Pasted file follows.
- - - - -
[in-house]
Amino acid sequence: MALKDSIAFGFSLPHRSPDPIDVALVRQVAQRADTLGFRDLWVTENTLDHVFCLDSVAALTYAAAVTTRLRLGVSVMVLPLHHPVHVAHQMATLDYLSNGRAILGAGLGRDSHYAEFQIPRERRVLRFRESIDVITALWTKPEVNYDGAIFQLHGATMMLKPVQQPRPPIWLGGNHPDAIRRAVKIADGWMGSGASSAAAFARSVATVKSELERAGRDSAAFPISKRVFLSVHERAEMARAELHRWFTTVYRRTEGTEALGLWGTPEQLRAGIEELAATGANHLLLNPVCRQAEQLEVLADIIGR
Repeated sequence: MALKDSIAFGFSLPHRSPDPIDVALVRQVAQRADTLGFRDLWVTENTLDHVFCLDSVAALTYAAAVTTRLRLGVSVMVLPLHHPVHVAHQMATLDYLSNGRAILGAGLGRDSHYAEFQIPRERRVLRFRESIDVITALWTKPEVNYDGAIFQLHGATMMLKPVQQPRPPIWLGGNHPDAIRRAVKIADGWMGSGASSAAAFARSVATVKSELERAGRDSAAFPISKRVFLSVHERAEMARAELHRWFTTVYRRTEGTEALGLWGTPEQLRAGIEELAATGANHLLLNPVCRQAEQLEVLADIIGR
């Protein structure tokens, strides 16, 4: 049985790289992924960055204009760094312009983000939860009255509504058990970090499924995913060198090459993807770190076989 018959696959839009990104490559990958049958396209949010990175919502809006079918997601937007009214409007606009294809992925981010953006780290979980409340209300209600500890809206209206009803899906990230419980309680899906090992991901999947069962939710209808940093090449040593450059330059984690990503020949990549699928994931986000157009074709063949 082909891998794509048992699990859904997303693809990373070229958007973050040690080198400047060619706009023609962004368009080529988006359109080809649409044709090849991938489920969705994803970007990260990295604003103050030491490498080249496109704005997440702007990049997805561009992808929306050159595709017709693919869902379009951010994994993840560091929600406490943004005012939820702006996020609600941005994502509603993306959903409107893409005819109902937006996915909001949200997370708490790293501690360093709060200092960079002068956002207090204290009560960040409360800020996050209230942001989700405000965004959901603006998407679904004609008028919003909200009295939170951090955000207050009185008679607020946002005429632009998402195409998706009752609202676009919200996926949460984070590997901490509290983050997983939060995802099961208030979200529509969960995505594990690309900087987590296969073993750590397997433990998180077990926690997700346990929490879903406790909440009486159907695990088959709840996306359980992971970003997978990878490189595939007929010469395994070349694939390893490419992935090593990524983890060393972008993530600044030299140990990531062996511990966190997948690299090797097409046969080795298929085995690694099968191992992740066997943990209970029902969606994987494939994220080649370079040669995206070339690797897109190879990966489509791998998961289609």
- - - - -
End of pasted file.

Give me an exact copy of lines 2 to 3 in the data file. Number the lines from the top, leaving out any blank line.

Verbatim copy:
Amino acid sequence: MALKDSIAFGFSLPHRSPDPIDVALVRQVAQRADTLGFRDLWVTENTLDHVFCLDSVAALTYAAAVTTRLRLGVSVMVLPLHHPVHVAHQMATLDYLSNGRAILGAGLGRDSHYAEFQIPRERRVLRFRESIDVITALWTKPEVNYDGAIFQLHGATMMLKPVQQPRPPIWLGGNHPDAIRRAVKIADGWMGSGASSAAAFARSVATVKSELERAGRDSAAFPISKRVFLSVHERAEMARAELHRWFTTVYRRTEGTEALGLWGTPEQLRAGIEELAATGANHLLLNPVCRQAEQLEVLADIIGR
Repeated sequence: MALKDSIAFGFSLPHRSPDPIDVALVRQVAQRADTLGFRDLWVTENTLDHVFCLDSVAALTYAAAVTTRLRLGVSVMVLPLHHPVHVAHQMATLDYLSNGRAILGAGLGRDSHYAEFQIPRERRVLRFRESIDVITALWTKPEVNYDGAIFQLHGATMMLKPVQQPRPPIWLGGNHPDAIRRAVKIADGWMGSGASSAAAFARSVATVKSELERAGRDSAAFPISKRVFLSVHERAEMARAELHRWFTTVYRRTEGTEALGLWGTPEQLRAGIEELAATGANHLLLNPVCRQAEQLEVLADIIGR